Following on from our article on “The Murky World of Consent and opt-in”, we thought we would issue some helpful guidance. Not only on consent itself but knowing what information you are capturing, what you are doing with this data and how you can prove the lifecycle of this data when it comes to a Subject Access Request.
Asking for Consent
Let’s start with one of the ending points of our previous article, “As a rule of thumb; only use explicit consent as a last resort, as this can be withdrawn at any time”. The first thing to consider is whether consent is the best and most appropriate lawful form of processing?
When it comes to opt-in, have you stated the opt-in for your customers and data subjects in clear, plain language and not buried it deep in a set of terms and conditions? Also, not using any pre-ticked boxes as they must positively opt-in themselves and have granular options that clearly define the specific processing types; email, telephone, post as just a few examples of such definitions.
When asking for consent, have you stated the basic essentials? Who your organisation is and how you are going to be using the data.
How about informing the individuals that they can withdraw their consent at any time? Explain they can even refuse to consent without detriment to them, or that not providing consent is not a precondition of providing a service.
Most importantly if the service you are offering is online and directed at children, then only to seek consent if you have age verification in place and parental consent measures to back up this consent.
Record and Manage Consent
Let’s move on to how you record and manage consent. How do you document how you obtained consent, when you obtained it and exactly how this was stated to the individual at that time? This is a requisite of a privacy notice.
Do you regularly review consent, checking if the purposes for processing are accurate and if they have changed, that you have processes in place to refresh the consent at an appropriate period (especially parental consent)?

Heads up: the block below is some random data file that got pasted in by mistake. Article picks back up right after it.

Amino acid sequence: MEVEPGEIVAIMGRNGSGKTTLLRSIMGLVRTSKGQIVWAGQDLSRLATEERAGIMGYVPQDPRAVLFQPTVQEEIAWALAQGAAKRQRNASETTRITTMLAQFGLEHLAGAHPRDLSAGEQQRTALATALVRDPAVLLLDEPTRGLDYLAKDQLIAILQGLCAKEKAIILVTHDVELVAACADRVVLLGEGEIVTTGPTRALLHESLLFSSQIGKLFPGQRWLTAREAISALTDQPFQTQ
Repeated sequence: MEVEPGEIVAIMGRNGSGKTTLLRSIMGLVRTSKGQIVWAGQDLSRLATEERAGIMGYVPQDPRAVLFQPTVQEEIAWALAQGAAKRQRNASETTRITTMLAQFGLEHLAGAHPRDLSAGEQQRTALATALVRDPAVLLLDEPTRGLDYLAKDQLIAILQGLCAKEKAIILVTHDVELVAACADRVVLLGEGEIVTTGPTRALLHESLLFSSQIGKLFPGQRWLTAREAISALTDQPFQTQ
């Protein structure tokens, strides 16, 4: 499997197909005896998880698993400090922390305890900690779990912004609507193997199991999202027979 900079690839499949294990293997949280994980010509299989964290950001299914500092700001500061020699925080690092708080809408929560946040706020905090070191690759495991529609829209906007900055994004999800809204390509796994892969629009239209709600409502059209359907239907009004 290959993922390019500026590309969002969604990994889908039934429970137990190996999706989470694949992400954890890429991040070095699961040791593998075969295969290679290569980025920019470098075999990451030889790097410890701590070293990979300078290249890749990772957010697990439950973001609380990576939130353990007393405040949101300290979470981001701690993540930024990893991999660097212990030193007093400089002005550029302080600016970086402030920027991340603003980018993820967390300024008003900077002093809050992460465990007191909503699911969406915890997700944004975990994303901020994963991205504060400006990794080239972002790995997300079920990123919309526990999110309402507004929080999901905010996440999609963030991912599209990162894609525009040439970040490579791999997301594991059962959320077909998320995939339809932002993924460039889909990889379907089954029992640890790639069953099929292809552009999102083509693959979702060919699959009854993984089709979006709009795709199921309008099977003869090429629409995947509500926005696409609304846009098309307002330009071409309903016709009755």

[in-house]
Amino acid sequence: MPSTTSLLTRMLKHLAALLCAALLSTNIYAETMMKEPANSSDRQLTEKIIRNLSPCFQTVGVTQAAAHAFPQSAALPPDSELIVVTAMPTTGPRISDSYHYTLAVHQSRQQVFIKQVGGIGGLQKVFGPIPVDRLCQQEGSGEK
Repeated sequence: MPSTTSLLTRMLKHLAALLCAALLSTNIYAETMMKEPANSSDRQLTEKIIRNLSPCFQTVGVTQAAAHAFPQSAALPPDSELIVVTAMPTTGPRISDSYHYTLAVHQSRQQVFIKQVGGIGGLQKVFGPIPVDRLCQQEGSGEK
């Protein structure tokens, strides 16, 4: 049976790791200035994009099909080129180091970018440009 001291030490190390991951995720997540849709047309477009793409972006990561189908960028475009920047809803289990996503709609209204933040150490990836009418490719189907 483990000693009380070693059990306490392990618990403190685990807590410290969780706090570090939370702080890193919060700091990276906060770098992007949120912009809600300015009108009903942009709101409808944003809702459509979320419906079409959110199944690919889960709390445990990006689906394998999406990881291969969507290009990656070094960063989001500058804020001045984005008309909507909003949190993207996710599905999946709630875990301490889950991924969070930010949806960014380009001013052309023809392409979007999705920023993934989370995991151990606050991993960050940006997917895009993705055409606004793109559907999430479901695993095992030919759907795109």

Have you considered the use of a preference management tool, like a gateway or portal, to make it easier for individuals to manage or withdraw their consent and have you made public these measures of how to use these tools?
Letting your customers know that you will not penalise them for withdrawing their consent and that you process these consent withdrawals as soon as feasibly possible is good practice, as well as a good customer service ethic.
Now you have your consent in order, do you know what you are capturing? This also extends to what you have already captured.
A data audit is an excellent practical step to help in understanding the information you hold and know your processes. How you capture this data will aid with how and what your intended use is. Information also requires review, to consider how good the quality of the data is. Often you are reviewing this information you hold to assess who has access to it, who you share it with and then decide how you implement control over the data you hold.
The final piece should always be about retention and indeed the right of erasure, but these are covered in our other articles and throughout the training.
For more information on who the EU GDPR affects, please read our other blog articles.
So having followed this advice, when you receive your first Subject Access Request under the General Data Protection Regulation, you can provide everything you need quickly and certainly within the allotted one month response period, then you can truthfully state that you can be info-ready.